Lincoln in the Bardo

by George Saunders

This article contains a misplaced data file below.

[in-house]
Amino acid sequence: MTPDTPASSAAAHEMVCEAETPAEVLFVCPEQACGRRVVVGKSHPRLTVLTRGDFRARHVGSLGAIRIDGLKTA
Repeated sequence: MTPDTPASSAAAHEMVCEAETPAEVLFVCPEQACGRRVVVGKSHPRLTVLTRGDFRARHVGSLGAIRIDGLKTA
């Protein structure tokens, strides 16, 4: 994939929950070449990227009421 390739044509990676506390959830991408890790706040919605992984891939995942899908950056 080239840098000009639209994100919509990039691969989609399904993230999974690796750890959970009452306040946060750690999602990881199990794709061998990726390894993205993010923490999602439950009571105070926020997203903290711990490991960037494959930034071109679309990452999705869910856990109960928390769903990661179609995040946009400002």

Lincoln in the Bardo could be the year’s most anticipated literary novel. This owes much to George Saunders having slowly built a reputation as one of the world’s most inventive short-story writers. Lincoln in the Bardo is Saunders’ first novel. The last miniaturist to make a similar leap into full-length fiction was Lorrie Moore, whose long-awaited A Gate at the Stairs split opinions. I suspect Lincoln in the Bardo will follow suit. What makes it even riskier is its unmistakable strangeness, formal and thematic. Drawing on the Buddhist conception of limbo, the bardo, Saunders narrates the mind-bending afterlife of Abraham Lincoln’s 11-year-old son, Willie, who dies of typhoid fever. Finding himself surrounded by a host of dead spirits (Hans Vollman, Roger Bevins, the Reverend Thomas Early) who conspire amusingly to deny their purgatorial surroundings, Willie clings for dear life (or death) to his grieving father. The resulting fusion of voices feels like a polyphonic choral work narrating a mash-up of The Walking Dead and Steven Spielberg’s Lincoln.